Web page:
Industrial AI is becoming an essential tool to drive business value. Knowing how to combine software and hardware AI capabilities at the edge to deliver this value is an important step for the streamlining of machine components.
The application of AI in industrial use cases completely revolutionizes manufacturing by disrupting the supply chain and improving automation processes. In this article we’ll cover:
- Drivers and dynamics in the industry
- AI integration in business processes
- What the ‘digital twin’ is
- Aviation customer outcomes
- Continuous learning and improvement
- A look into additive manufacturing
Industry value: drivers and dynamics
- Increased productivity: How to get better asset productivity?
- Faster growth: How to find ways of generating more revenue?
- Risk-managed adaptability: How to generate revenue in a way that manages business risks as the world changes?
- Improved safety: How to do it safely?
The trick is to not just focus on one or two drivers but to do them all at once. By doing so, there are certain dynamics that happen:
1. Deeper customer engagement
In addition to dealing with customers, there’s now a need to deal with customers’ customers. This involves dealing with the airline companies, the people who fly on the jets - because without them there’s no revenue stream - and the electricity companies’ customers, who like to know they’re getting renewable energy and how they manage it themselves.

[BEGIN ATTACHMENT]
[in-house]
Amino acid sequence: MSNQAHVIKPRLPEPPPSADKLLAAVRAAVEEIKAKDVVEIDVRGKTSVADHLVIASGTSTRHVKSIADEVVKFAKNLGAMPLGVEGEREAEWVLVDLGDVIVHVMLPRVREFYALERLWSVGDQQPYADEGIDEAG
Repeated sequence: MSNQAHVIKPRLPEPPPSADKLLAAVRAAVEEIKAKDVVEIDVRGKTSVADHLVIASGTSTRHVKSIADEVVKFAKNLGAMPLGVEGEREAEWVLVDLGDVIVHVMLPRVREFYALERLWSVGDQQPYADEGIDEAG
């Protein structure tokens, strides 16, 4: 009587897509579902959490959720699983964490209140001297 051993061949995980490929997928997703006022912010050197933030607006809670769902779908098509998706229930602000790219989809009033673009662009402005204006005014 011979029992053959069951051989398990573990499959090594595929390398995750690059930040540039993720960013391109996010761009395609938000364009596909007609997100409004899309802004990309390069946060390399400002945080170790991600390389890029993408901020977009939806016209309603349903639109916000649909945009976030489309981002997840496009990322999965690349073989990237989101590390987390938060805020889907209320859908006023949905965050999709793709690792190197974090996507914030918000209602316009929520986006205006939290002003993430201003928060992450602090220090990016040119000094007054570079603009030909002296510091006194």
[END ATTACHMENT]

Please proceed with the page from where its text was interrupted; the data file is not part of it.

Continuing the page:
2. Blurring markets and government influences
There’s also the actual landscape, which is a competitive one. There are new competitors emerging, like Amazon. In addition to his focus on retail, Jeff Bezos created a company in 2000 called Blue Origin that builds rockets.
He invested a billion dollars until 2011, and from that year onwards, he made a billion dollars a year. His rockets were chosen for the Vulcan program, a combination of Lockheed and Boeing.
Elon Musk, for example, has gone from PayPal to aerospace with SpaceX, Tesla, and more. In addition to this new competition, there are also government tariffs impacting the landscape.
3. Digital: higher capabilities at a lower cost
The world has evolved from digital - with humans engaging with information, services, and other humans - to now, with humans engaging with machines and machines engaging with machines. General Electric (GE) has a robot inspecting wind turbines, for example, which is a great example of machines engaging with machines.
All of these dynamics are driving the financial drivers to an installed base that's on this planet for years to come. These engines last anywhere from 20 to 40 years, so how do we use AI to actually allow us to meet these financial drivers?
Creating value: AI integration in business processes
GE spent some time looking at the consumer space, that space that has been using AI for a number of years, and decided to figure out the best practices. They decided to take a look at them and evolve them, innovating around them.